90 Days

Division 1 women’s basketball college coaches are paid to coach basketball. That’s their job. 

But not only that, they are paid to be successful at their job. Being successful in college athletics means winning games. 

College coaching is not a full time job. It is beyond a full time job. It is a lifestyle. 

Work Day

College coaching involves long days of meetings with staff and players, talking/texting on the phone with high school/travel coaches, preparing for practice,  on the court at practice or workouts with players, watching film and administrative tasks.  

When college coaches go home, work comes home with them. There are more phone calls/texts to make with coaches and high school players, more film to watch of opponents or film from practice to review and the possibility of an unexpected call or text from a player on the team or a member on the staff.  

College coaches spend a lot of time away from their family and friends traveling for games and recruiting. They miss a lot of holidays, birthdays, school functions and special events.

Season Schedule

During the season as an assistant college coach, I only got 1 day off a week on Sunday. 

That 1 day a week was really half a day because by 3pm I was either meeting with my head coach preparing for a game, watching film of an upcoming opponent at home, or watching our game from the night before. 

Sometimes I didn’t even get Sunday off because it had to be a travel day back home for an away game. 

Coaching Contracts

Head women’s basketball college coaches have multi-year contracts. 

This means they are guaranteed to be paid for their job as a college coach for more than 1 year. Typically, their initial contracts are for 4 or 5 years. If they are successful, more years get added to their contracts, which is called an extension. 

Assistant women’s basketball college coaches are given 1 year contracts. They are guaranteed to be paid for 1 year only. 

More Than a Game

College coaches take basketball very seriously. They take their jobs seriously. They take recruiting players seriously because it’s an important part of being successful at their jobs. 

I wanted to share this background information about college coaching to hopefully give you some insight of the amount of energy and dedication it takes coaching college basketball.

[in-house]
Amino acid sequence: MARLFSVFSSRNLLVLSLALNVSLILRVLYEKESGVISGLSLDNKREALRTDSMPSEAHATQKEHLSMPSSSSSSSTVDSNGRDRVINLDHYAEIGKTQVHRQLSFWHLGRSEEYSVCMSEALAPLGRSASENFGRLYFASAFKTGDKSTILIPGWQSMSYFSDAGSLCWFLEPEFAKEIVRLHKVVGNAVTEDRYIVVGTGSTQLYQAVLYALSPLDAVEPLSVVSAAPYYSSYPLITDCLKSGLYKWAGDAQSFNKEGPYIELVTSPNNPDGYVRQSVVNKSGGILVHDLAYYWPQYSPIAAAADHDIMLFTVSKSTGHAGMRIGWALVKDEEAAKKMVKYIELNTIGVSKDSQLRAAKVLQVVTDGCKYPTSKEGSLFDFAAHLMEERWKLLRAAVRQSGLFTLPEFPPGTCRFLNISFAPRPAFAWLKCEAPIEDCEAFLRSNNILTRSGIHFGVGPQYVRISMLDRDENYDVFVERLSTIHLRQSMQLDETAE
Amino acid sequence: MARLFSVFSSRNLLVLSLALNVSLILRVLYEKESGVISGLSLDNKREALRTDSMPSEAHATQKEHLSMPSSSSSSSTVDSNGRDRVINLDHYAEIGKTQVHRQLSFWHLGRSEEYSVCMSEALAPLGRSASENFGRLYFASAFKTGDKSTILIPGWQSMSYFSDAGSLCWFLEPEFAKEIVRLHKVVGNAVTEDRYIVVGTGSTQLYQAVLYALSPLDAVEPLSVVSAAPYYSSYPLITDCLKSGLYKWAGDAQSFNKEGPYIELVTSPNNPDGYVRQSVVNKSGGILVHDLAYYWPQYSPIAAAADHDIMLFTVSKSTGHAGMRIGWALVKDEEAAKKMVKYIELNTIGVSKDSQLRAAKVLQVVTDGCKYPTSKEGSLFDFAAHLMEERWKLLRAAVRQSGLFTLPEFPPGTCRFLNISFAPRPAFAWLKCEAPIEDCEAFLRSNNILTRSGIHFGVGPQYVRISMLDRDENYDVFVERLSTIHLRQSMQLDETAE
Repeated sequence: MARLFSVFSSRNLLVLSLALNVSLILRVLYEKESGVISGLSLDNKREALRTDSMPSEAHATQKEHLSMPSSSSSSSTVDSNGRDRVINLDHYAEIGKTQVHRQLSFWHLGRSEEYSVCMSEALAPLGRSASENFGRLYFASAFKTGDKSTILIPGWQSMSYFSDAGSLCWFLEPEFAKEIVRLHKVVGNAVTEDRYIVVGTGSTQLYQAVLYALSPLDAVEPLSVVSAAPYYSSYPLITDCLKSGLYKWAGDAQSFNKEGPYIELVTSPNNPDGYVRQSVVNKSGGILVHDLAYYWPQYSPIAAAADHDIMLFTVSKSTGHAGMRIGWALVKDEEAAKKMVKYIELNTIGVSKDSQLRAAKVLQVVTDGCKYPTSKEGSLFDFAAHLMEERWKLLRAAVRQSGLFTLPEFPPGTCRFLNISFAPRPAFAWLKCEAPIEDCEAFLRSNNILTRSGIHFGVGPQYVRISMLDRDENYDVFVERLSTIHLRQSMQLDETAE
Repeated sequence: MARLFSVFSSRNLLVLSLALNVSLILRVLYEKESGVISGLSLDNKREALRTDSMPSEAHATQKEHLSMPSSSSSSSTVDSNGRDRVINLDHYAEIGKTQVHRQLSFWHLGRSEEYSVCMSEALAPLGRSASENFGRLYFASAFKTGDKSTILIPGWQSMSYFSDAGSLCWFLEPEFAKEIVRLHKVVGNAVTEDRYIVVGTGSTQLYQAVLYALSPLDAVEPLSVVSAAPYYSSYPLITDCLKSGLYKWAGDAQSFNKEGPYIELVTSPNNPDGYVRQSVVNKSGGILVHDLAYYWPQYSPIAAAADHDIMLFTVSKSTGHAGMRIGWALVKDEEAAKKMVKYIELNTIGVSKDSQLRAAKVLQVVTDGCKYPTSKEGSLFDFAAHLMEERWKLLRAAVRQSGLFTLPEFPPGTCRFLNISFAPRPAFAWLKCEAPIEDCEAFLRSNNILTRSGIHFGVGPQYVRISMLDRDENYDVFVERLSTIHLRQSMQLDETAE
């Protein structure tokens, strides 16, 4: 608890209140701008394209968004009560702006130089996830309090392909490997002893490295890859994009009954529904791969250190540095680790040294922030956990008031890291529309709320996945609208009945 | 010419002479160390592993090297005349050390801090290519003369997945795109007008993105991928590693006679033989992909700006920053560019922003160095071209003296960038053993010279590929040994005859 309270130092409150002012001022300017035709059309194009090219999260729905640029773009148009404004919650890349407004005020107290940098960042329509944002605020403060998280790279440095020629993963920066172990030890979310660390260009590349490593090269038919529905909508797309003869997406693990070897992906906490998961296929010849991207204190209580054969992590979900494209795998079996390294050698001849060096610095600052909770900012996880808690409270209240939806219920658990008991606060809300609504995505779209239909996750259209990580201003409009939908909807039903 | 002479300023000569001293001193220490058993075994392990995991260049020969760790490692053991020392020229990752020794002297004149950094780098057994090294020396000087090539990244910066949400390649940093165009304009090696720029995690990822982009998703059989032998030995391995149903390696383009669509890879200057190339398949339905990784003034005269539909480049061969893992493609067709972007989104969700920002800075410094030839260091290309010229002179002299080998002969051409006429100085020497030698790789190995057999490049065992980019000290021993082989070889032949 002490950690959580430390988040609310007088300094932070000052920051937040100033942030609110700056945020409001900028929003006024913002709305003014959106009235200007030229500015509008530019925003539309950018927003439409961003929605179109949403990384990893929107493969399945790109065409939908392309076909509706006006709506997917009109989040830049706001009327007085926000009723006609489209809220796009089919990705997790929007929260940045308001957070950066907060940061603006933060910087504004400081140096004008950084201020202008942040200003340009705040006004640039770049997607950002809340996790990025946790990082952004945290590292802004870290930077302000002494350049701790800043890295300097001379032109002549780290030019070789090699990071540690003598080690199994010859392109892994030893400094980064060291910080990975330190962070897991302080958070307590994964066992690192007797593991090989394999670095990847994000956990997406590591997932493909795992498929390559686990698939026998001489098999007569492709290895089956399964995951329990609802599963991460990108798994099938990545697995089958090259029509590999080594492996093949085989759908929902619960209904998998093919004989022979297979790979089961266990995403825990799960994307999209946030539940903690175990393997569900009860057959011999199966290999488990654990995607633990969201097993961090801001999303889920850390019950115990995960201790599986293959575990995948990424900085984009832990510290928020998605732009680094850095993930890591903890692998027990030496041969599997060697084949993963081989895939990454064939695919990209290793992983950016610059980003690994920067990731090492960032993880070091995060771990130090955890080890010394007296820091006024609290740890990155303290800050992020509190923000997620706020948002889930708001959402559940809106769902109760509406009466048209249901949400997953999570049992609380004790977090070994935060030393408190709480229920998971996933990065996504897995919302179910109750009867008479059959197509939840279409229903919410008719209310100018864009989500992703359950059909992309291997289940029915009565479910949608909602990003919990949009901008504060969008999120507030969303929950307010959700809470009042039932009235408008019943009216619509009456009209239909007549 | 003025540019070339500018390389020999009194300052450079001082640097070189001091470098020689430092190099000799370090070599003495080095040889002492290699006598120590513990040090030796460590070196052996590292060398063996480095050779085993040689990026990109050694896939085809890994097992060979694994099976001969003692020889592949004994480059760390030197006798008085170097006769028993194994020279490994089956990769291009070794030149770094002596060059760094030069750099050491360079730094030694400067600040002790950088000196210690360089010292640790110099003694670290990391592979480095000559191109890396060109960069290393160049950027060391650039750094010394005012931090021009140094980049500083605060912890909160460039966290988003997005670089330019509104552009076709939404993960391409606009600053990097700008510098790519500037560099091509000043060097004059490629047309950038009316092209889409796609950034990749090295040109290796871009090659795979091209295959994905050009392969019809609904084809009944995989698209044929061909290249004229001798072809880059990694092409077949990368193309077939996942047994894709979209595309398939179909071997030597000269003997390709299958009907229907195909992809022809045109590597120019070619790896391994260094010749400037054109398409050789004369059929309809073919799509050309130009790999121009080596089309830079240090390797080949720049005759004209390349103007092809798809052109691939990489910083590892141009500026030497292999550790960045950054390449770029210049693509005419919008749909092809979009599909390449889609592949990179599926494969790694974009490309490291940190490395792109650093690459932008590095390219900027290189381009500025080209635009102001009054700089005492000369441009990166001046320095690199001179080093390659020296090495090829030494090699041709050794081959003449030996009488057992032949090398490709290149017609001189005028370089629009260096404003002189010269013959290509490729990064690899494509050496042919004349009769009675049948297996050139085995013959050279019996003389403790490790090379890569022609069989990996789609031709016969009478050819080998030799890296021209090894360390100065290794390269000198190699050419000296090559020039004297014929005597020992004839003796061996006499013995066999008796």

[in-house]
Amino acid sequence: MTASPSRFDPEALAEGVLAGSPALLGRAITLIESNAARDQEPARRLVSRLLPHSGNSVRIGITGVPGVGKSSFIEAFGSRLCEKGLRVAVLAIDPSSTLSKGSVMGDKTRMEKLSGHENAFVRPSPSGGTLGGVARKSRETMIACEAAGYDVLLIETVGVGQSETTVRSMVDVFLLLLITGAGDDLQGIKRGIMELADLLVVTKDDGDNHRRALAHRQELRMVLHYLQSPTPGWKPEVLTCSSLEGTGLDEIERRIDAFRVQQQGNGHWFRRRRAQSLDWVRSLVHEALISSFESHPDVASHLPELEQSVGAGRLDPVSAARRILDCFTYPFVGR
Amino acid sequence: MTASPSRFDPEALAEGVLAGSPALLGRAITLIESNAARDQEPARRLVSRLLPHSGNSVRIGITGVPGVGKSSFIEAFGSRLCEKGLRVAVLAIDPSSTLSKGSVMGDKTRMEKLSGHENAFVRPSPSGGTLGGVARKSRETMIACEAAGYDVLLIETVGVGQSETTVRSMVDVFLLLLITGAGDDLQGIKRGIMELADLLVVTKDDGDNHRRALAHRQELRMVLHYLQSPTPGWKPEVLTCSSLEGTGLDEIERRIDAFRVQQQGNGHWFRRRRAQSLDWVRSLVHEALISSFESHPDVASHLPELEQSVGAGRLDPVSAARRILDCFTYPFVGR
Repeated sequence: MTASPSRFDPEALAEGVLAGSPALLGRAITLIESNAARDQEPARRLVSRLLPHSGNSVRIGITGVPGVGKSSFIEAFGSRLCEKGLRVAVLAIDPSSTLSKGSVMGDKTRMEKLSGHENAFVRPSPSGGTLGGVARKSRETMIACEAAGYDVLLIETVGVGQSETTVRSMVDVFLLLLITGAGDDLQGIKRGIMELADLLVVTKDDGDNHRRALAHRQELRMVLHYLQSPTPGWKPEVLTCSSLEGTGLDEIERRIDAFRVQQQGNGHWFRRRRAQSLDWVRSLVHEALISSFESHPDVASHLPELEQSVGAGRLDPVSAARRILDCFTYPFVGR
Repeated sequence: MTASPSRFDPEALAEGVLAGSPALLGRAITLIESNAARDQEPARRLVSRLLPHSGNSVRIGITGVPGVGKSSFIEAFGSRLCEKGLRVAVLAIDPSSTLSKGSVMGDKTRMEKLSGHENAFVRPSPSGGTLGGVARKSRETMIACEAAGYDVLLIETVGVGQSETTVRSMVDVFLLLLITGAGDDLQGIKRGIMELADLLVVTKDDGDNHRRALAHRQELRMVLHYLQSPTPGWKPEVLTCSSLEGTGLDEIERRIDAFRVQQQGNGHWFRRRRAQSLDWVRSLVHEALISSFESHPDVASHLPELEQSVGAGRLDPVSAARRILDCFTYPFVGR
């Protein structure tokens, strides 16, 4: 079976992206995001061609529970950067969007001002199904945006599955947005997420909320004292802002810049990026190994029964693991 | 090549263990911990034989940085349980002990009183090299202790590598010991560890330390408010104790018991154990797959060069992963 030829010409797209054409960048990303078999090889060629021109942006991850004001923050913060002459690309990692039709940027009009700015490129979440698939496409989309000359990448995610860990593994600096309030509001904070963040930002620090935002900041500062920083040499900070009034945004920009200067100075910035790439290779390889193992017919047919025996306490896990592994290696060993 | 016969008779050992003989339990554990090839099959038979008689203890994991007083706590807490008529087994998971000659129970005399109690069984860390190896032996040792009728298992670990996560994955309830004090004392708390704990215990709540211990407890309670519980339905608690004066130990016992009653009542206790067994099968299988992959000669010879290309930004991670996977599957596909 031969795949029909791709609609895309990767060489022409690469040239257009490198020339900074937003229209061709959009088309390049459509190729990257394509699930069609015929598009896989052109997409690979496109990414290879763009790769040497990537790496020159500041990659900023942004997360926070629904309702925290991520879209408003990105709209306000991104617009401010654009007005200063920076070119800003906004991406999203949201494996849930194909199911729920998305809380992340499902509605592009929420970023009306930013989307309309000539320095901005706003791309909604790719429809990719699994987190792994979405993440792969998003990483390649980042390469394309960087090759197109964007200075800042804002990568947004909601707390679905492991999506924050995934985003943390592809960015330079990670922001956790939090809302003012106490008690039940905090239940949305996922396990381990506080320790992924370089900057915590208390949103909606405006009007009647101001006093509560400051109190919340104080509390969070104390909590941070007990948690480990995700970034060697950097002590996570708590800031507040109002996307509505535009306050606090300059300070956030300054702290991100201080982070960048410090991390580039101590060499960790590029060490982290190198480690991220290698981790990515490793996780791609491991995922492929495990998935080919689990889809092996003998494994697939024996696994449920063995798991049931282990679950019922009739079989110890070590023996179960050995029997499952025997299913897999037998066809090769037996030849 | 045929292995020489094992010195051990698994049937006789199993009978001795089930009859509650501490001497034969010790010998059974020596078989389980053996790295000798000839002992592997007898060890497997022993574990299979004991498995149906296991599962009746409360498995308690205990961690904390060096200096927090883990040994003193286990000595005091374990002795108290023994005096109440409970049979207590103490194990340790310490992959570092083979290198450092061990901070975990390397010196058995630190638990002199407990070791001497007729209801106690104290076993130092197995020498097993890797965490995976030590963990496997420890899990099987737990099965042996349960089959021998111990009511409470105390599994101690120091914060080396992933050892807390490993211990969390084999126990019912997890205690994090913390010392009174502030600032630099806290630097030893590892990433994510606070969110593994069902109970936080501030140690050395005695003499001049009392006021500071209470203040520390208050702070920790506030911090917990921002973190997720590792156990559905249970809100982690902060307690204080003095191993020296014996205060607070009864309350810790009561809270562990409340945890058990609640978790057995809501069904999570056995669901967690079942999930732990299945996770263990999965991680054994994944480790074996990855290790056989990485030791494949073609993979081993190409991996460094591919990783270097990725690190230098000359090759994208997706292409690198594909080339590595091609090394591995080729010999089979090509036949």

Basketball is more than a game for college coaches because it’s their job.

90 Days Away

Saturday, January 20 was the 90 day mark from the April Evaluation Period (April 19-21). This is the first evaluation period that D1 women’s basketball college coaches can watch you play with your travel team. 

College coaches already have it on their calendars. They are already gathering schedules from travel team coaches. They are documenting which travel teams will be playing at each April Evaluation tournament. 

Once travel teams rosters become available, college coaches will be documenting which players they are recruiting are at each April Evaluation tournament.

That’s how specific, detailed and intentional college coaches are with recruiting.


How to Prepare for the April Evaluation Period

  1. You should already be working extra to be improved by your end of season tournaments. This means you will be an improved player for the beginning of travel basketball season.
  2. If you know what travel team you will be playing for, reach out to your travel coach to get your schedule.
  3. If you are being recruited, send your travel team schedule to the college coaches you have been communicating with.
  4. Start preparing your social media with, at least, the travel team name you are playing for and your travel schedule, if you have it. 
  5. If you aren’t being recruited, at the end of your season, start preparing your season stats and a highlight video to send out to college coaches.

Save The Dates 

Evaluation Period April 19-21 

Division 1 college coaches are allowed to evaluate Travel Teams 

Recruiting Shut Down May 6-12 

Division 1 college coaches cannot have any contact with players 

Evaluation Period May 17-19 

Division 1 college coaches are allowed to evaluate Travel Teams 

Scholastic Evaluation Period June 13-15 

Division 1 college coaches are allowed to evaluate High School Teams 

Evaluation Period July 12-15

Division 1 college coaches are allowed to evaluate Travel Teams 

Evaluation Period July 19-22

Division 1 college coaches are allowed to evaluate Travel Teams 

Evaluation Period July 26-29

Division 1 college coaches are allowed to evaluate Travel Teams and Individual players at the NCAA College Basketball Academy only 

“Greatness is not meant for a few chosen people. It’s meant for those who persistently pursue their dreams every day and make that choice when they wake up.”     -Kyrie Irving

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